The Honda Research Institute has collaborated with scientists from the California Institute of Technology (CalTech) and NASA's Jet Propulsion Laboratory on a new battery chemistry that could provide a more energy-efficient and environmentally friendly alternative to lithium-ion batteries, one on Friday in Science Magazine published paper.
Currently, the world's electric cars ̵
1; with few exceptions – are powered by lithium-ion batteries. Lithium ions have many advantages over older battery chemicals, such as nickel metal hydride, because of the more favorable charge and discharge rates and the fact that it is less likely to develop a "memory" if it is not permanently completely discharged before it recovers is charged. 19659005] Lithium-ion batteries also have some significant drawbacks, namely the environmental damage that occurs when lithium and cobalt are broken down, and the tendency of the cells to catch fire and very difficult to delete if they do. The fluoride-based battery chemistry developed by Honda, NASA and CalTech would mitigate many of these problems.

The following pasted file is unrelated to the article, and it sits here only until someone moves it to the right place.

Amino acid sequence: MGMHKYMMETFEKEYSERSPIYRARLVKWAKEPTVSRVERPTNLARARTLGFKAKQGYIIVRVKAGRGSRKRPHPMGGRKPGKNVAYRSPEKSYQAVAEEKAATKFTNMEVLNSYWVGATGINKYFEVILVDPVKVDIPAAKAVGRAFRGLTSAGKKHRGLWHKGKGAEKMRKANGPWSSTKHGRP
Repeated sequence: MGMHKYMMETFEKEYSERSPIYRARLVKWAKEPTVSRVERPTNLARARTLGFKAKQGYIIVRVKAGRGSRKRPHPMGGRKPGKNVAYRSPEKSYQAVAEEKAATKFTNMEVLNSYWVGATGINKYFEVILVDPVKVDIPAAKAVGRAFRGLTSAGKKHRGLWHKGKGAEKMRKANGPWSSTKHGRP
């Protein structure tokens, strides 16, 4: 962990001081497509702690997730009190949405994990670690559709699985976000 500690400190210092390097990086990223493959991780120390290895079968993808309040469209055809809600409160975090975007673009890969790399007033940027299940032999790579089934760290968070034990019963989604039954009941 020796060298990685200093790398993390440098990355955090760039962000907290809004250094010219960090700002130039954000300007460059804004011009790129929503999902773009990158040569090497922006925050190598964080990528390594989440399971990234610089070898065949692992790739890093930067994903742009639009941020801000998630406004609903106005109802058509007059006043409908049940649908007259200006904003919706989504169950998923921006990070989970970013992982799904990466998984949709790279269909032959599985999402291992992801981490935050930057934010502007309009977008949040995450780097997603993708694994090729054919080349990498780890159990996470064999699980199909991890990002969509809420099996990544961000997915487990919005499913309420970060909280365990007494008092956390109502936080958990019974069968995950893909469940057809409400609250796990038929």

One of the most exciting benefits of fluoride chemistry is its potential to be much more energetic than lithium. This would mean that an electric car equipped with this new battery technology could continue with a physically much smaller battery pack from a pack of the same physical size or distance.
The fluoride ion battery technology is not completely new. However, previous versions required that the solid electrolyte be heated up to 300 degrees Fahrenheit to function properly. The progress of Honda, JPL and CalTech is to provide a liquid-liquid liquid electrolyte (also referred to as tetraalkylammonium salt-fluorate ether combination) at room temperature and a copper-lanthanum trifluoride core-shell cathode (also a new development) which together form a new solution form functional cell. Teamwork, as they say, makes the dream a success.
That's all pretty cool and very exciting, but do not expect the next Honda Insight to shake fluoride ion batteries. The technology is promising but probably still far from ready for mass production.